Treasury costs

Andrea Vance at Stuff reports:

Treasury’s spending on consultants is set to log a 1000 per cent increase over five years, figures reveal.

The Government’s economic adviser is meant to play a leading role in delivering cost savings as part of the Government’s Better Public Services policy.

But figures uncovered by Labour MP Chris Hipkins reveal its spending on contractors has soared since National took office.

Treasury shelled out $1.968 million on consultants in the 2007-08 year. It is expected to spend $21.927m in 2012-13 – up $19.959m, or 1014 per cent, which Mr Hipkins says is “gob-smacking”.

Sounds appalling, but wait there is a catch.

In this financial year $17m will be paid to consultants on the state-owned assets sale programme.

In other words a non business as normal expense. An expense related to a $5b sales programme. Comparing that to other years is classic apples and oranges.

What I focus on is the overall cost of Treasury. I’m not too fussed about how they split their spending between staff and consultants. You inevitably need both. What is more important is their overall level of “business as normal” expenditure. The Vote Finance Analysis says:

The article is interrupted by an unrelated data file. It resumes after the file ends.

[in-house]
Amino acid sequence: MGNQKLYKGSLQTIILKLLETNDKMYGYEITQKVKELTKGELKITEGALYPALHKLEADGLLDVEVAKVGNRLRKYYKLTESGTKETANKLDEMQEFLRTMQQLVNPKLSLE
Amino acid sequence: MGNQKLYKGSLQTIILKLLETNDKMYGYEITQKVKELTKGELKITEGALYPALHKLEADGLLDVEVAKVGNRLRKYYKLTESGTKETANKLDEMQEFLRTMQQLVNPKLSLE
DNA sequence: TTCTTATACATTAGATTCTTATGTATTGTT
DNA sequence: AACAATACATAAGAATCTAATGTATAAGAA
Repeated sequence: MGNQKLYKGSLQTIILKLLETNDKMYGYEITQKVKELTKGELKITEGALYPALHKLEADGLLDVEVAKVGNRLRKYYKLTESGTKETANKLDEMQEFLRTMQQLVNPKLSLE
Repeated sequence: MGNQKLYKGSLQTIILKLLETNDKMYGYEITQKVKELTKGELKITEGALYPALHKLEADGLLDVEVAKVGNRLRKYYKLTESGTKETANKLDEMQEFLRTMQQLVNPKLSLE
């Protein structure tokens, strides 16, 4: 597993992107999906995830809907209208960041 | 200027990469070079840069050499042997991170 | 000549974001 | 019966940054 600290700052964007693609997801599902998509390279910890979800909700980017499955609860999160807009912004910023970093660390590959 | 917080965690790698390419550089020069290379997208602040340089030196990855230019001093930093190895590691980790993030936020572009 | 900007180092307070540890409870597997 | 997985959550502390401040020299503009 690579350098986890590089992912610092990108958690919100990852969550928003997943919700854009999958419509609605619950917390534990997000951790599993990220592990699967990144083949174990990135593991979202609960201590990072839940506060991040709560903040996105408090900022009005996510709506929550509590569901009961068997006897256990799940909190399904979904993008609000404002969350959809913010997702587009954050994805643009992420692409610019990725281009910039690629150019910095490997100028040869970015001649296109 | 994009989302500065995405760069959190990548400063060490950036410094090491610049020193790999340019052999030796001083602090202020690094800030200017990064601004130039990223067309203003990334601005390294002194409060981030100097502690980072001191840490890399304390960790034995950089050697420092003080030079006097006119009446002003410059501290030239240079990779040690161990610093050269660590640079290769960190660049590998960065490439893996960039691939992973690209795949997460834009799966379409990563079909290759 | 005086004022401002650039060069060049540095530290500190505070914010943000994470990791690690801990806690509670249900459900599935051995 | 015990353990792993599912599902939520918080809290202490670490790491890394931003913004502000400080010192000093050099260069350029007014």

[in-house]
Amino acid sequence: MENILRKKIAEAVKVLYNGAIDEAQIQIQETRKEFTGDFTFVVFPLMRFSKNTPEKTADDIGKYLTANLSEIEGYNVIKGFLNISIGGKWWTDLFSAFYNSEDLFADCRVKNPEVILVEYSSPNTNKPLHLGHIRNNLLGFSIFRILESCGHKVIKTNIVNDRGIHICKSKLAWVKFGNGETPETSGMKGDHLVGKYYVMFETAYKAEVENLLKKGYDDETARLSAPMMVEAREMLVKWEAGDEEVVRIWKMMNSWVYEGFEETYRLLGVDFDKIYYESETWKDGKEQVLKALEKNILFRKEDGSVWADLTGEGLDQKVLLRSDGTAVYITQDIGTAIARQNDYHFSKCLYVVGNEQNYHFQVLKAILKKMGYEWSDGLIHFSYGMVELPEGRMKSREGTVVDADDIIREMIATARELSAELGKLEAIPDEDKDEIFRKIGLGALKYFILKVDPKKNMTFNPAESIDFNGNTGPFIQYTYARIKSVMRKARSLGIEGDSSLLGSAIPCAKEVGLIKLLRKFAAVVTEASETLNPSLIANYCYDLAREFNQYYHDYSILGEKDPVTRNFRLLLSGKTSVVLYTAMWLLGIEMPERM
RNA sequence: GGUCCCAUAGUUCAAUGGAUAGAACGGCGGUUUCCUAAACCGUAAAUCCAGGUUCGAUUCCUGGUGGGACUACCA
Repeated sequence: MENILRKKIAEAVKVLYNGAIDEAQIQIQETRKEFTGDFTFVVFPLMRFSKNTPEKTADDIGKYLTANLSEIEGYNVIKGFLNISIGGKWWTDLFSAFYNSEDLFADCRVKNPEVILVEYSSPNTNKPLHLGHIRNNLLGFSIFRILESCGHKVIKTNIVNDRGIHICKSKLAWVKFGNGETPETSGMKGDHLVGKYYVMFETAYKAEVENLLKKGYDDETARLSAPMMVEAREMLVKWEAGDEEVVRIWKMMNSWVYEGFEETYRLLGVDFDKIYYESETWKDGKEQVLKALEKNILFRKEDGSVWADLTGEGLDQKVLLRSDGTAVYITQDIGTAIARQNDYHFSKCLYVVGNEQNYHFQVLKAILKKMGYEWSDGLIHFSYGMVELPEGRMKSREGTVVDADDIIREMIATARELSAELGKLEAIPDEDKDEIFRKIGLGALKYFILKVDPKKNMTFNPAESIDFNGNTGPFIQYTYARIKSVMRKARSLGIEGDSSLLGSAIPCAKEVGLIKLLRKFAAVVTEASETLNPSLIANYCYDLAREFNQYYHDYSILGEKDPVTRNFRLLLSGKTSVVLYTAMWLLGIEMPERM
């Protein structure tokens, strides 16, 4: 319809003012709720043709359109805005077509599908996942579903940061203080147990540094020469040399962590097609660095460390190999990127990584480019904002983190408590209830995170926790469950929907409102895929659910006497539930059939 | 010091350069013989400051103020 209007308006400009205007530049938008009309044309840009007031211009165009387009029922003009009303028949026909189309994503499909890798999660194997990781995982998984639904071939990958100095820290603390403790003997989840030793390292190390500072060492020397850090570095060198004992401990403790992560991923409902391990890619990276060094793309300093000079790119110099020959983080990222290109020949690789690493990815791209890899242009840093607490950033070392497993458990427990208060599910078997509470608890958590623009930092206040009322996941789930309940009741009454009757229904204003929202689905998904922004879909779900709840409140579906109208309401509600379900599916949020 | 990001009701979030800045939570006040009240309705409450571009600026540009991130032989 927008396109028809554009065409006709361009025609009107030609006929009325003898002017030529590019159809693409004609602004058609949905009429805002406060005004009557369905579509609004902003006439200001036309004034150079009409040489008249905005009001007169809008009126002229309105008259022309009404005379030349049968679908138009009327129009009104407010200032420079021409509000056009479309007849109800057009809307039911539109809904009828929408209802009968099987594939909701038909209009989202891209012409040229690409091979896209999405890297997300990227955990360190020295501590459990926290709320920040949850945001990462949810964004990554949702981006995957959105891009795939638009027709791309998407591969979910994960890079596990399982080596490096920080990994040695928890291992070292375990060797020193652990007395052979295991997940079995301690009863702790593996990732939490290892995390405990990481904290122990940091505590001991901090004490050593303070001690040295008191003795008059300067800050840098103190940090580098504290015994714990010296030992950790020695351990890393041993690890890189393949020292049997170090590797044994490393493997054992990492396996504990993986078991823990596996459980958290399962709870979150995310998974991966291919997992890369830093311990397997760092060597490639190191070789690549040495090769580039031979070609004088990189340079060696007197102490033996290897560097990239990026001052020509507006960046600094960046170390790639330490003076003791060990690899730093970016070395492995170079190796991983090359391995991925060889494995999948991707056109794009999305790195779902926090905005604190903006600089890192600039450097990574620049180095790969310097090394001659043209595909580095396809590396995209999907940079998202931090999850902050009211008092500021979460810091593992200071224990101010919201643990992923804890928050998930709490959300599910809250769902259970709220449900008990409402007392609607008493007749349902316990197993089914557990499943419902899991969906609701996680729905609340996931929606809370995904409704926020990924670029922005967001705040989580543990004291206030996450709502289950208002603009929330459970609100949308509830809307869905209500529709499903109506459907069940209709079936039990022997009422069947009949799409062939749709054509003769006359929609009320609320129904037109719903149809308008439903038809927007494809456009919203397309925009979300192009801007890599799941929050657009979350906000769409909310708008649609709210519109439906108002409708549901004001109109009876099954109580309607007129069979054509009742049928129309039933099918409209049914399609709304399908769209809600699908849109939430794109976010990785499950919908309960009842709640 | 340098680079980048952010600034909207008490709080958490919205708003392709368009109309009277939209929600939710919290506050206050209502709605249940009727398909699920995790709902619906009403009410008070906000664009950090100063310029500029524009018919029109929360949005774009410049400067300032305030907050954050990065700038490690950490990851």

Baselines decrease by nearly $15 million in 2012/13 in comparison to the previous year due to:
• lower forecasted expenditure for the implementation of the mixed ownership model by $15 million
• removal of one off 2011/12 funded initiatives including Better Services for Less – Pipeline Funding of $3 million and and for work associated with accountability and funding arrangements to implement an
investment approach to the benefit system of $1 million
• reduction in funding of $2 million for the management and administration of Crown Guarantee Schemes, and
• a $2 million reduction for efficiency savings and the removal the Government subsidy for KiwiSaver and SSRSS employer contributions.

These baseline decreases are offset by:
• an increase of $5 million, attributable to the shared services for finance, human resources, information management and information technology being supplied to the Department of the Prime Minister and
Cabinet (DPMC) and the State Services Commission (SSC), and
• a transfer of efficiency savings of $1.500 million from 2011/12 to 2012/13 for banking tender and business improvements projects.

So not quite the out of control monster portrayed by Chippie.


Comments (3)

Login to comment or vote

Add a Comment